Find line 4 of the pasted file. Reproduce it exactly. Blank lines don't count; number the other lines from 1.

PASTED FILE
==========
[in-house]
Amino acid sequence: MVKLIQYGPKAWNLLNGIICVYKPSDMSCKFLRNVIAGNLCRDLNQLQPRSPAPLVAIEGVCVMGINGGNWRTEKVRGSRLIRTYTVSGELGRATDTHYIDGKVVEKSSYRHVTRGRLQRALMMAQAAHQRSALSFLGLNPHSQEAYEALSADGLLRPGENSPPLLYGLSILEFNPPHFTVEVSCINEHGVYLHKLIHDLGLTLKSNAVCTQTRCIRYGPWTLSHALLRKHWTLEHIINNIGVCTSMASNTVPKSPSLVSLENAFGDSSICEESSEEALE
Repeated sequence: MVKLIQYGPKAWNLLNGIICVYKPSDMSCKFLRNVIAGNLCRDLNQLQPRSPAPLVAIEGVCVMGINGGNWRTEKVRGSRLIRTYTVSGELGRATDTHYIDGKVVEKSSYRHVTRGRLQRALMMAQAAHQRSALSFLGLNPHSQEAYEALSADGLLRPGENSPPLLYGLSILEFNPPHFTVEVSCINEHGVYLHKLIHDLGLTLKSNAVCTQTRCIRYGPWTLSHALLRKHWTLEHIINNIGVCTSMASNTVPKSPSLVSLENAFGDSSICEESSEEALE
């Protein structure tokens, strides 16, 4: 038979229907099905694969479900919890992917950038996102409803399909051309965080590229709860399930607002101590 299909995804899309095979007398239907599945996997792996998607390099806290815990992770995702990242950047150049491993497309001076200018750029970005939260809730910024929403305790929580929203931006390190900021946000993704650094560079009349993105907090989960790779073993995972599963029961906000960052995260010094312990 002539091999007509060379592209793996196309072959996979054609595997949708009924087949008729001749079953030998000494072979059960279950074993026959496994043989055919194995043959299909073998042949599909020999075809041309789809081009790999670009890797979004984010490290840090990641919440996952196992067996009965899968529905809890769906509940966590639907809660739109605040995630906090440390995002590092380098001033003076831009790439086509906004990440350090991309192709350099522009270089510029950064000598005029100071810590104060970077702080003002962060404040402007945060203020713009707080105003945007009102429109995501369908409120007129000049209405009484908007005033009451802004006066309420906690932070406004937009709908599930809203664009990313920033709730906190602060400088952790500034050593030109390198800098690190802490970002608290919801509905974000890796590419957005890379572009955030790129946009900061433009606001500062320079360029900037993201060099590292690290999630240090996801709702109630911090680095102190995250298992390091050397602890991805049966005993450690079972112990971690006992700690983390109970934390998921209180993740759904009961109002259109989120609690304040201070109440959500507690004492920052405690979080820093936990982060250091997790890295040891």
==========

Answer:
């Protein structure tokens, strides 16, 4: 038979229907099905694969479900919890992917950038996102409803399909051309965080590229709860399930607002101590 299909995804899309095979007398239907599945996997792996998607390099806290815990992770995702990242950047150049491993497309001076200018750029970005939260809730910024929403305790929580929203931006390190900021946000993704650094560079009349993105907090989960790779073993995972599963029961906000960052995260010094312990 002539091999007509060379592209793996196309072959996979054609595997949708009924087949008729001749079953030998000494072979059960279950074993026959496994043989055919194995043959299909073998042949599909020999075809041309789809081009790999670009890797979004984010490290840090990641919440996952196992067996009965899968529905809890769906509940966590639907809660739109605040995630906090440390995002590092380098001033003076831009790439086509906004990440350090991309192709350099522009270089510029950064000598005029100071810590104060970077702080003002962060404040402007945060203020713009707080105003945007009102429109995501369908409120007129000049209405009484908007005033009451802004006066309420906690932070406004937009709908599930809203664009990313920033709730906190602060400088952790500034050593030109390198800098690190802490970002608290919801509905974000890796590419957005890379572009955030790129946009900061433009606001500062320079360029900037993201060099590292690290999630240090996801709702109630911090680095102190995250298992390091050397602890991805049966005993450690079972112990971690006992700690983390109970934390998921209180993740759904009961109002259109989120609690304040201070109440959500507690004492920052405690979080820093936990982060250091997790890295040891």